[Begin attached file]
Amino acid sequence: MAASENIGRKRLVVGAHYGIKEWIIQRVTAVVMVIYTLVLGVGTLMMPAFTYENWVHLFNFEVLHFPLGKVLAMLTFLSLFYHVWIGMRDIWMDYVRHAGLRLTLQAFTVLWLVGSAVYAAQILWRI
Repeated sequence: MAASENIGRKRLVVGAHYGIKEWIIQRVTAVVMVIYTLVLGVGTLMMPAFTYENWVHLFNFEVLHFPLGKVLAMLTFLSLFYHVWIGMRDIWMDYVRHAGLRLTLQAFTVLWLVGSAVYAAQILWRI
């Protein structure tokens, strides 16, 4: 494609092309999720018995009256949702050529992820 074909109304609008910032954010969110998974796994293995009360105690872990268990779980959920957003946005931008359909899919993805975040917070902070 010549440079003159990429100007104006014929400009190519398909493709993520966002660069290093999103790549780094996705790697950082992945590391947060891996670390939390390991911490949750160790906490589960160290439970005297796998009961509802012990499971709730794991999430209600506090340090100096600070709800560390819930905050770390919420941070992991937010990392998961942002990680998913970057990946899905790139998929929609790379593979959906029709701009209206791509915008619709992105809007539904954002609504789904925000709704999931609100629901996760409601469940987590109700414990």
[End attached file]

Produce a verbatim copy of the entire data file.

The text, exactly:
Amino acid sequence: MAASENIGRKRLVVGAHYGIKEWIIQRVTAVVMVIYTLVLGVGTLMMPAFTYENWVHLFNFEVLHFPLGKVLAMLTFLSLFYHVWIGMRDIWMDYVRHAGLRLTLQAFTVLWLVGSAVYAAQILWRI
Repeated sequence: MAASENIGRKRLVVGAHYGIKEWIIQRVTAVVMVIYTLVLGVGTLMMPAFTYENWVHLFNFEVLHFPLGKVLAMLTFLSLFYHVWIGMRDIWMDYVRHAGLRLTLQAFTVLWLVGSAVYAAQILWRI
């Protein structure tokens, strides 16, 4: 494609092309999720018995009256949702050529992820 074909109304609008910032954010969110998974796994293995009360105690872990268990779980959920957003946005931008359909899919993805975040917070902070 010549440079003159990429100007104006014929400009190519398909493709993520966002660069290093999103790549780094996705790697950082992945590391947060891996670390939390390991911490949750160790906490589960160290439970005297796998009961509802012990499971709730794991999430209600506090340090100096600070709800560390819930905050770390919420941070992991937010990392998961942002990680998913970057990946899905790139998929929609790379593979959906029709701009209206791509915008619709992105809007539904954002609504789904925000709704999931609100629901996760409601469940987590109700414990």